Based in Belgrade: 4 days

Belgrade has a different and more Orthodox Catholic feel. We took a free walking tour of the new side of town, past the parliaments, two palaces, two large new Orthodox churches and we heard again the story of Yugoslavia’s formation for the nth time, although unsurprisingly our Serbian guide skipped rapidly over the Bosnian War and Kosovan War parts of their history. You can also visit Sarajevo’s fortress, take a cruise (well before sunset is best) along the Danube and Sava Rivers, and the cobbled street of Skadarlija is a pretty, if touristy, place for dinner and for a few shots of rakija šljivovica (the local plum-based spirit).

We took a few day trips out to Smederevo and Novi-Sad, both towns dominated by impressive fortresses – the latter more interesting if you’ve only time for one of them.


Exploring Budapest: 5 days

I continued to Budapest solo, since my boyfriend had already visited it and he had to travel back to Sweden. Since I was alone I didn’t venture out into the rest of Hungary, but there is actually plenty to see in Budapest itself! The city is comprised of the western bank of the river, Buda, and it’s eastern counterpart, Pest, and it’s more like Vienna and the grand capitals of Western Europe than I’d expected. I can recommend plenty on the western Buda side of the city: the Buda Palace and history museum, watching sunset from the other side of Castle Hill, Matthias Church and the Fisherman’s Bastion (hundreds of tourists, but worth visiting for a reason), a morning walk or run up Gellert Hill to the Liberty statue and Citadella.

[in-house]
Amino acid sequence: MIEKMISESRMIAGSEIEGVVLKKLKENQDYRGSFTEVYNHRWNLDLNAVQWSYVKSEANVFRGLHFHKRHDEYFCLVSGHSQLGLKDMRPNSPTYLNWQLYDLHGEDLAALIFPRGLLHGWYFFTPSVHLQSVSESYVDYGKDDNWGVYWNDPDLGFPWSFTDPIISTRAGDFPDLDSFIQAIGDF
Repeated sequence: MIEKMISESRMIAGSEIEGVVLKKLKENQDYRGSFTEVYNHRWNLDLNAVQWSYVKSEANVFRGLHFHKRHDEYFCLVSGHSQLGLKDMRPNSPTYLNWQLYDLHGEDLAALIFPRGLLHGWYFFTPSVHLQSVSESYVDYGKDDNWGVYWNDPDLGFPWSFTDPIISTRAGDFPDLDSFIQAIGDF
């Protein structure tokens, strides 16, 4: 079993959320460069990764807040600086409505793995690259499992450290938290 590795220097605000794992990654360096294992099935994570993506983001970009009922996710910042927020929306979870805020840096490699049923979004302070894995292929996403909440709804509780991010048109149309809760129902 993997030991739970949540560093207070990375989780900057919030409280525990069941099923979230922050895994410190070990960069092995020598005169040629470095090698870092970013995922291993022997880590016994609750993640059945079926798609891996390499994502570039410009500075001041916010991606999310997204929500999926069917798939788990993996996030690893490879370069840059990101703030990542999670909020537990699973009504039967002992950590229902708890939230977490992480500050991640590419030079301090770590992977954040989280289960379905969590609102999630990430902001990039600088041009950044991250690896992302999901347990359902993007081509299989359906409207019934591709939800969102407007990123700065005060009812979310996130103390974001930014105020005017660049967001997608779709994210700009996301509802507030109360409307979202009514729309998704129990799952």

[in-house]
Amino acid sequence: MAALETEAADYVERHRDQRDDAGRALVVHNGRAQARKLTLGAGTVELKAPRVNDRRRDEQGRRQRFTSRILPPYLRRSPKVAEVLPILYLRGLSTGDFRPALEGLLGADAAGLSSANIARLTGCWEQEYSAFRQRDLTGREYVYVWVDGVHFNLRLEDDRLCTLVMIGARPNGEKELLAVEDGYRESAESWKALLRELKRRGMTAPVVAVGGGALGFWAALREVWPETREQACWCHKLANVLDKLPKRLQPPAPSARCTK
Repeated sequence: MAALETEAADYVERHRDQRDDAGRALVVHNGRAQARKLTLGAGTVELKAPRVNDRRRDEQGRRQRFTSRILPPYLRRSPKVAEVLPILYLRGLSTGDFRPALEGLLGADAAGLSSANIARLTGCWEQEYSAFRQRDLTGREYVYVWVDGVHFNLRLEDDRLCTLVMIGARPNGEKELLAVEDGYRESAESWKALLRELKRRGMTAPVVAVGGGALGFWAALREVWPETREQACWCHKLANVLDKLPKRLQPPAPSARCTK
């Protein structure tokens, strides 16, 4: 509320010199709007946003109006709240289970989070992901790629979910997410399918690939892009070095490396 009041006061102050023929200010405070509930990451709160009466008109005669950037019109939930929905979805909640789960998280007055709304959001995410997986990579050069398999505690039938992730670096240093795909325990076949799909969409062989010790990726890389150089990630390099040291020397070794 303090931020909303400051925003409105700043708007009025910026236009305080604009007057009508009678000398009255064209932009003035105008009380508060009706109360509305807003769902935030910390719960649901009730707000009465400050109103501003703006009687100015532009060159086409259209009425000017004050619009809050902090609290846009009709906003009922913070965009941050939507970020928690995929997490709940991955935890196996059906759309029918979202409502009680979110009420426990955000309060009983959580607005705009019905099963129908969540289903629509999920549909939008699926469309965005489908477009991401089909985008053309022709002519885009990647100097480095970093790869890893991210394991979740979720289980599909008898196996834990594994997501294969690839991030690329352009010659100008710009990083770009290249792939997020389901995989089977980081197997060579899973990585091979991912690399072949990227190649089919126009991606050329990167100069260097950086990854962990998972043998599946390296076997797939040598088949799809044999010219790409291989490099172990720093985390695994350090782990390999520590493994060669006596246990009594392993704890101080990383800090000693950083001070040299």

On the eastern side in Pest, where I was staying, you can take a tour of Parliament (modelled on the Houses of Parliament in London), walk along the river, climb 65m up St Stephen’s Church to see the view, take a tour of the grand Opera House and visit the harrowing but engrossing Terror House museum about the torture of political prisoners during World War II. Central Market Hall makes a great lunch stop and a tour of the Great Synagogue makes for an emotional history of the persecution of Jews in Hungary.

If you’re interested in the famous “ruin bars” of Budapest, then there are plenty of bar crawls you can join, or just head to the famous Szimpla Ruin Bar. Budapest is also famous for its thermal baths, and I picked Gellert Baths over the famous Szechenyi Baths due to location and because it’s a bit smaller. I paid 16,300 forint (£49) for 1-day entry and a 50-minute aroma massage, and stayed for a whole 5 hours, I loved it so much! I wish I’d visited both however, and there are plenty of other less famous baths to try also. I packed a lot into my 5 days in Budapest, and really loved the city.


Of course, this whistle-stop itinerary fails to mention the odd quirks of our trip, the places I wouldn’t recommend, and the individual local experiences or encounters that can’t be planned ahead or booked. You will experience your own unique quirks, as long as you arrive with an open-mind and don’t plan every minute detail in advance. In particular you should invest time into discovering the very best local food, as discovering Balkan cuisine for the first time remains one of my true highlights of the whole trip!

Do the Western Balkans tempt you for a visit? Of if you’ve already been, is there anything you’d add to this itinerary that I missed?